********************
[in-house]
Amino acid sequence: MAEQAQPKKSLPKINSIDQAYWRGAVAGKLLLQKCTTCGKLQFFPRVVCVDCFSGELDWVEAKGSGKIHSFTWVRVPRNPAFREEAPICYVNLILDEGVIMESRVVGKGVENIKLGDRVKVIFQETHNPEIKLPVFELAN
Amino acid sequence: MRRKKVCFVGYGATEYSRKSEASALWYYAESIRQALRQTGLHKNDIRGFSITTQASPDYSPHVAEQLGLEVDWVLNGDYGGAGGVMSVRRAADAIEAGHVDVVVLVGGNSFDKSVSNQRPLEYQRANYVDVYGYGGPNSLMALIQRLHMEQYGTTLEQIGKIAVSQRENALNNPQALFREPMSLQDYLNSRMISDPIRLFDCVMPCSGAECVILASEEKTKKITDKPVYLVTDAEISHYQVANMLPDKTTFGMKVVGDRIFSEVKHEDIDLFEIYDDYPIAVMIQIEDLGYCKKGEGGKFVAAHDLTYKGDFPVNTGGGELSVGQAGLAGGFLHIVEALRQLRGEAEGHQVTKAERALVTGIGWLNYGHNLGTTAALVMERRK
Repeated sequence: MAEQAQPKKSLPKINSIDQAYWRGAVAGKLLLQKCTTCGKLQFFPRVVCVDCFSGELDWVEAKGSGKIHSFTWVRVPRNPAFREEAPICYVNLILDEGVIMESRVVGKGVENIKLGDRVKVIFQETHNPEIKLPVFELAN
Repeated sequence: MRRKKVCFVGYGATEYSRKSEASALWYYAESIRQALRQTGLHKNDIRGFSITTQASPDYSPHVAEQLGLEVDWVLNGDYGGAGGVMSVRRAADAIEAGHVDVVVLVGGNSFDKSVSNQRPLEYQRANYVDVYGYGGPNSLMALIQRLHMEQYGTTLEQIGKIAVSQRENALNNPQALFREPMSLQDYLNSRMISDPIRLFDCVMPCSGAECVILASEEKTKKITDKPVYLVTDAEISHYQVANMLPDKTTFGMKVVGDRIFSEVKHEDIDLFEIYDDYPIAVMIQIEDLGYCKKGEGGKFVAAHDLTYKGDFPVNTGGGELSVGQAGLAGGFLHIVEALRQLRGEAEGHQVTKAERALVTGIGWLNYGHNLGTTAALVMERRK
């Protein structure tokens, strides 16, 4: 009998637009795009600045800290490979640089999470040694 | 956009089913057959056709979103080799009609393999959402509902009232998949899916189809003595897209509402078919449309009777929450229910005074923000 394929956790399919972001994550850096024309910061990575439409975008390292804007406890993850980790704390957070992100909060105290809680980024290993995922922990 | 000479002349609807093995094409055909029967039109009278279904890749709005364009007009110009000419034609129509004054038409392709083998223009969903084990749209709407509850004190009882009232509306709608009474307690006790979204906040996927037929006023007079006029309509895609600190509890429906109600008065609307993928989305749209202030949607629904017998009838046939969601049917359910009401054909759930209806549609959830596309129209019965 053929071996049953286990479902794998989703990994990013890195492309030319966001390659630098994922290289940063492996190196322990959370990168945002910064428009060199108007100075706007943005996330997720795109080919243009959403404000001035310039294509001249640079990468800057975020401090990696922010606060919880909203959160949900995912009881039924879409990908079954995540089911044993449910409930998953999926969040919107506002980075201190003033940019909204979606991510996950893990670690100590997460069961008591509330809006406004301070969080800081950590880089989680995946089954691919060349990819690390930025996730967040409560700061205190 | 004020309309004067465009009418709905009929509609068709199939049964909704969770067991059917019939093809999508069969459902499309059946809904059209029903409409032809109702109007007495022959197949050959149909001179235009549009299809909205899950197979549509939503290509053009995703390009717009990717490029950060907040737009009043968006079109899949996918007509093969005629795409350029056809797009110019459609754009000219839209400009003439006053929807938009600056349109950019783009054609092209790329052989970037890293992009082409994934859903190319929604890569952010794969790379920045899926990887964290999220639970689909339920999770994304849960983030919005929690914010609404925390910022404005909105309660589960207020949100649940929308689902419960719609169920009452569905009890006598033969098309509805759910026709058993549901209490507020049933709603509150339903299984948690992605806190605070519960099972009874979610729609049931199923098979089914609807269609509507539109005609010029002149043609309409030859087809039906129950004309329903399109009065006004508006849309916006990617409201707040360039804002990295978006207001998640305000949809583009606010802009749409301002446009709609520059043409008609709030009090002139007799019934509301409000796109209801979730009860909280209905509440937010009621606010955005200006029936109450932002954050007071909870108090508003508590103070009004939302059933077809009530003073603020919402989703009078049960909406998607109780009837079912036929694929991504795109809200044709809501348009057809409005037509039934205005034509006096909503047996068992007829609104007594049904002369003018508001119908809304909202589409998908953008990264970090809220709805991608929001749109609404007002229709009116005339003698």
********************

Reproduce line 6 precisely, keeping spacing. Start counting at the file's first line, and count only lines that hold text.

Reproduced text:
């Protein structure tokens, strides 16, 4: 009998637009795009600045800290490979640089999470040694 | 956009089913057959056709979103080799009609393999959402509902009232998949899916189809003595897209509402078919449309009777929450229910005074923000 394929956790399919972001994550850096024309910061990575439409975008390292804007406890993850980790704390957070992100909060105290809680980024290993995922922990 | 000479002349609807093995094409055909029967039109009278279904890749709005364009007009110009000419034609129509004054038409392709083998223009969903084990749209709407509850004190009882009232509306709608009474307690006790979204906040996927037929006023007079006029309509895609600190509890429906109600008065609307993928989305749209202030949607629904017998009838046939969601049917359910009401054909759930209806549609959830596309129209019965 053929071996049953286990479902794998989703990994990013890195492309030319966001390659630098994922290289940063492996190196322990959370990168945002910064428009060199108007100075706007943005996330997720795109080919243009959403404000001035310039294509001249640079990468800057975020401090990696922010606060919880909203959160949900995912009881039924879409990908079954995540089911044993449910409930998953999926969040919107506002980075201190003033940019909204979606991510996950893990670690100590997460069961008591509330809006406004301070969080800081950590880089989680995946089954691919060349990819690390930025996730967040409560700061205190 | 004020309309004067465009009418709905009929509609068709199939049964909704969770067991059917019939093809999508069969459902499309059946809904059209029903409409032809109702109007007495022959197949050959149909001179235009549009299809909205899950197979549509939503290509053009995703390009717009990717490029950060907040737009009043968006079109899949996918007509093969005629795409350029056809797009110019459609754009000219839209400009003439006053929807938009600056349109950019783009054609092209790329052989970037890293992009082409994934859903190319929604890569952010794969790379920045899926990887964290999220639970689909339920999770994304849960983030919005929690914010609404925390910022404005909105309660589960207020949100649940929308689902419960719609169920009452569905009890006598033969098309509805759910026709058993549901209490507020049933709603509150339903299984948690992605806190605070519960099972009874979610729609049931199923098979089914609807269609509507539109005609010029002149043609309409030859087809039906129950004309329903399109009065006004508006849309916006990617409201707040360039804002990295978006207001998640305000949809583009606010802009749409301002446009709609520059043409008609709030009090002139007799019934509301409000796109209801979730009860909280209905509440937010009621606010955005200006029936109450932002954050007071909870108090508003508590103070009004939302059933077809009530003073603020919402989703009078049960909406998607109780009837079912036929694929991504795109809200044709809501348009057809409005037509039934205005034509006096909503047996068992007829609104007594049904002369003018508001119908809304909202589409998908953008990264970090809220709805991608929001749109609404007002229709009116005339003698």